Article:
(Image source: Trendemon)
Phase #2: Evaluation
- Your challenge: staying top of mind
- Your content marketing solution: email marketing
During the evaluation phase, a lead is likely considering multiple providers. It’s not practical (nor effective) to call the lead every day; nor is it a good idea to take a wait-and-see approach. While your lead is gathering information from other companies, you need a means for keeping your brand top of mind and continue differentiating yourself form the competition, without being over-zealous in your sales pitch and risking alienating the prospect. Now is the time for a two-pronged email marketing campaign: e-newsletters and using psychological triggers in emails.
Email marketing best practices:
- E-Newsletters: Weekly e-newsletters, like a “Monday Motivators” or “Wednesday Roundups,” help build a consistent and loyal readership, which improves engagement and click-through rates, while keeping your business top of mind for leads. Your e-newsletter doesn’t need to be long or time-intensive to prepare. Re-purpose content you’ve already created (e.g., blog posts, articles, and white papers) and tailor this content to current industry news or trends. Getting important information into the body of the e-newsletter will help to get eyeballs on key pieces of content.
- Triggered emails: Triggered emails are emails sent in response to specific actions. For example, let’s say a lead downloads a new white paper on your website or registers for a webinar. Later, they return to your website and search for more information. A triggered email is scheduled to automatically be sent in response to this action. Keep the email simple: a few lines email reiterating your industry expertise and inviting the lead to schedule a brief call with your team to learn more. Triggered email messages have a higher open and click-through rates than “business as usual” messages, according to Smart Insights.
(Image source: responsewise)
Phase #3: Decision
- Your challenge: closing the deal
- Your content marketing solution: interactive case studies
Case studies are the No. 2 type of content for moving B2B purchasing decisions forward. Case studies can be beneficial at all stages of the sales process, but they have the biggest impact during the final phase. The final stage of the sales cycle can often take the longest. Your lead has narrowed down her choices. If you’ve made the cut, now is the time to seal the deal? At this point in the sales cycle, your lead needs to build company consensus around a single solution provider. Ideally, that solution provider will be you.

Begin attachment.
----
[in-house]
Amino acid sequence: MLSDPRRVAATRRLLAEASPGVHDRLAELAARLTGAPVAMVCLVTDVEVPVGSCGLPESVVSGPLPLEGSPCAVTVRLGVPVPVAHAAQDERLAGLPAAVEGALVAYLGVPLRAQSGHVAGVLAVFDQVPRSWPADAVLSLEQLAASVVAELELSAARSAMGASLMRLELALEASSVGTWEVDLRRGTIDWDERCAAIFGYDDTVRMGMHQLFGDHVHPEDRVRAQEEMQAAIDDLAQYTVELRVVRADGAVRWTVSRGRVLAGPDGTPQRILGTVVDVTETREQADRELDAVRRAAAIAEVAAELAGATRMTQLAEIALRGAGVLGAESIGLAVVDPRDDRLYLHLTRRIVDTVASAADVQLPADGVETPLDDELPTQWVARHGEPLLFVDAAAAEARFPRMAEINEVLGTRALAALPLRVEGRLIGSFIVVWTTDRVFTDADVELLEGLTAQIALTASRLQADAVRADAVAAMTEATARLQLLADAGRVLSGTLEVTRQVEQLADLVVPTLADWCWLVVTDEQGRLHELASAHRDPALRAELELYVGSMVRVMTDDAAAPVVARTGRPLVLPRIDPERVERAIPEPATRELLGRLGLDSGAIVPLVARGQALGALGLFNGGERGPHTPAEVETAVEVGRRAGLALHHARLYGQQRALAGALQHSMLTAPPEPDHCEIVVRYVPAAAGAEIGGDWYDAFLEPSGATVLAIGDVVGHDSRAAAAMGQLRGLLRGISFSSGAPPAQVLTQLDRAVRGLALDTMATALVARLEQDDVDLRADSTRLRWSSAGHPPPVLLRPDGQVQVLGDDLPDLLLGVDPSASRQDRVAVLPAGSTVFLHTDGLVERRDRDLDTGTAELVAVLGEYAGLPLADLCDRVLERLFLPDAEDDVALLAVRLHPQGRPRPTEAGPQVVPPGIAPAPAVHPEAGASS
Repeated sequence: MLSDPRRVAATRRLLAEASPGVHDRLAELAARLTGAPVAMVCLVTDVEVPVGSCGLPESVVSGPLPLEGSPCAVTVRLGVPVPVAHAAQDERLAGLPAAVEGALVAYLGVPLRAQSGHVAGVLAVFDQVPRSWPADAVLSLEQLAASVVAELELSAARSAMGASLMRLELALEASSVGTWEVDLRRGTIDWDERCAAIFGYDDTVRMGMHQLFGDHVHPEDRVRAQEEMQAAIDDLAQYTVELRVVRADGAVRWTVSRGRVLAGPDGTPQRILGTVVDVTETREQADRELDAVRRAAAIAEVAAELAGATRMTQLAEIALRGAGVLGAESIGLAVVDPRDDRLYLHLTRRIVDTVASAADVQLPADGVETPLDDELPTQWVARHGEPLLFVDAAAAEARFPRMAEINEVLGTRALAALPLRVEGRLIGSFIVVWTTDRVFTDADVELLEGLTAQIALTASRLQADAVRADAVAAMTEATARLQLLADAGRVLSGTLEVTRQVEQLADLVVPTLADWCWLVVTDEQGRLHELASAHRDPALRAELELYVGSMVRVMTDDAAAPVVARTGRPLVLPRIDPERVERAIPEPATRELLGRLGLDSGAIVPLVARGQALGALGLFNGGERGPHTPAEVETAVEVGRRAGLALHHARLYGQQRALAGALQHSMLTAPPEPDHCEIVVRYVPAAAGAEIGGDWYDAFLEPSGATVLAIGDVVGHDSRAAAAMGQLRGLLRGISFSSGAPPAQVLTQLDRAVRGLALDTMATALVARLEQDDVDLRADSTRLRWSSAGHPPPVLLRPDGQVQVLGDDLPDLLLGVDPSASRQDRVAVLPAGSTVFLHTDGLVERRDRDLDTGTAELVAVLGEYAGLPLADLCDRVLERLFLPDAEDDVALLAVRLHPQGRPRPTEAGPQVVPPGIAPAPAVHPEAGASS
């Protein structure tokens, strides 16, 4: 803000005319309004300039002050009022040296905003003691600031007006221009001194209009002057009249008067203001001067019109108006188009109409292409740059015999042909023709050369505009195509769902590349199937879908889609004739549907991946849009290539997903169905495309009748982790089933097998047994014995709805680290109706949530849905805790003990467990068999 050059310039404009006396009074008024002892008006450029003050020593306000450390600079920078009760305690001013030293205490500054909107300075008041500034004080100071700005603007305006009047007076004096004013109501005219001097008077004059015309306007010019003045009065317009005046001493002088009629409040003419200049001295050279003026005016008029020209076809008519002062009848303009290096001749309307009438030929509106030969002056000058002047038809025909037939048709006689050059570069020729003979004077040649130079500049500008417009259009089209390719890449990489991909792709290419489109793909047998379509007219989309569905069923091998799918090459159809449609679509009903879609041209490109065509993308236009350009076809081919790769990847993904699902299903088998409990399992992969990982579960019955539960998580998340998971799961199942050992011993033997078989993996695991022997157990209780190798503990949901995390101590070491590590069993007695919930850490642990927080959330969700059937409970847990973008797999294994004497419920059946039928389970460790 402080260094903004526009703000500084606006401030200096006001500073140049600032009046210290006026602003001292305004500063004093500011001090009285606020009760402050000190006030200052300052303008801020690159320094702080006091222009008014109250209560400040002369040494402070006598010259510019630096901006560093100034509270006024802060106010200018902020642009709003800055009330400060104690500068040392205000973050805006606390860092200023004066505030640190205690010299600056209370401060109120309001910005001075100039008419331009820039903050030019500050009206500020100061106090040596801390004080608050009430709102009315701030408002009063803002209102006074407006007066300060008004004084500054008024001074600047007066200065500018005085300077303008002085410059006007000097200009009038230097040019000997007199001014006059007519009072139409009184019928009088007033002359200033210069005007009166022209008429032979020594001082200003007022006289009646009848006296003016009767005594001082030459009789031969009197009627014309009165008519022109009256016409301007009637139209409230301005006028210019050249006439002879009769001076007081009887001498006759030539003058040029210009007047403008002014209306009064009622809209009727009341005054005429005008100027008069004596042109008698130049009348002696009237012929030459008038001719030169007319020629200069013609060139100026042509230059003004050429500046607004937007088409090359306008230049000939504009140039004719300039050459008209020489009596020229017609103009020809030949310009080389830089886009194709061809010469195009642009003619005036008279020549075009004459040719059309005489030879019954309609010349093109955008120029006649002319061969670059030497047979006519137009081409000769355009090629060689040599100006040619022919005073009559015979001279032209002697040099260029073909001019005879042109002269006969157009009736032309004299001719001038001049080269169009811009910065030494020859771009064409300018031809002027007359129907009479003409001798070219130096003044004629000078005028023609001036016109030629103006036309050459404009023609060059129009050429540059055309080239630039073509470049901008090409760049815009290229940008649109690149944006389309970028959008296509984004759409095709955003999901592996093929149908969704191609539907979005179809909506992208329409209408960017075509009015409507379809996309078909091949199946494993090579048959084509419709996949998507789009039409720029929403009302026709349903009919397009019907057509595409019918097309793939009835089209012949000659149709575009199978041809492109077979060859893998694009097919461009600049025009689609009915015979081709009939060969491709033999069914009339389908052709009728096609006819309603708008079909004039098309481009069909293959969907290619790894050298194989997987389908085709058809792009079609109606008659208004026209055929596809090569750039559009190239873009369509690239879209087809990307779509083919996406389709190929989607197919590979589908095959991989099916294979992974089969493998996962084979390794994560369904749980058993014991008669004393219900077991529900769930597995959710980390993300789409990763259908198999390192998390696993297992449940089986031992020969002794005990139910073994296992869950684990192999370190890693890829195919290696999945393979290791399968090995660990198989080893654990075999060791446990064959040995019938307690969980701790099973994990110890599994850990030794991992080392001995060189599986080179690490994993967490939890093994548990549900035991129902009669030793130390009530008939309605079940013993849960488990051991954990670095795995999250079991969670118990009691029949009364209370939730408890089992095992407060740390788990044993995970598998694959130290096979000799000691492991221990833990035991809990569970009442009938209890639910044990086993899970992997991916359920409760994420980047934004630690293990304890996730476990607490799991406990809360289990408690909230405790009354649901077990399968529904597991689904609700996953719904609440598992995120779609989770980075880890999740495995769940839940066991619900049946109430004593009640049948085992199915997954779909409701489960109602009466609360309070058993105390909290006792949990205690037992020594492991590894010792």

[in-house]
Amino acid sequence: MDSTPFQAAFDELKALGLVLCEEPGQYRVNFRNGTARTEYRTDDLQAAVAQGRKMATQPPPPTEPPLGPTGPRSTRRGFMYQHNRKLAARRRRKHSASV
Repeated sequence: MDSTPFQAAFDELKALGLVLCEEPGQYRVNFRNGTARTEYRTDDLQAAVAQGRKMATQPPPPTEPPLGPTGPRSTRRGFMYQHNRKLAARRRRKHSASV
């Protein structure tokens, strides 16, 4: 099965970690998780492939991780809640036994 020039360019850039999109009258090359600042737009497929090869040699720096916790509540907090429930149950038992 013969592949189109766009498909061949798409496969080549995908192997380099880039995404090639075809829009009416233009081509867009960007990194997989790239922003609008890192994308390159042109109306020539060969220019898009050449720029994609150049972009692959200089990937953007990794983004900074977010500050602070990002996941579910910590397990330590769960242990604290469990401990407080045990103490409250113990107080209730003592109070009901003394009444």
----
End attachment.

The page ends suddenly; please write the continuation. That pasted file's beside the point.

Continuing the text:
(Image source: photodune)
Case study best practices
- Anticipate and answer your lead’s concerns. Since you’ve been engaging with the lead throughout the sales process, you should have a good idea about what barriers are standing in your way. An engaging case study, complete with client testimonials, is an opportunity to highlight how your brand is the best option.
- Get visual. In a recent study, 86 percent of decision makers expressed some level of desire to interact with visual content. From infographics to video testimonials, use visual elements in your case study to demonstrate your business’s expertise and successful track record. Consider creating a short (2-3 minute) video case study summary. Videos ranked as the third most effective B2B marketing tactic in 2014, and 70 percent of marketers plan to increase their use of original visual assets in 2015, according to the aforementioned HubSpot source.
The bottom line
From blogs and white papers, to e-newsletters and interactive case studies, deciding on the right type of content to produce can be a serious chore, especially when an important decision hangs in the balance.
However, by matching content to where your leads are in the sales pipeline, you can better address their immediate needs and pain points. Doing so streamlines the sales process and reduces friction so your leads are more confident decision makers and your business closes more deals.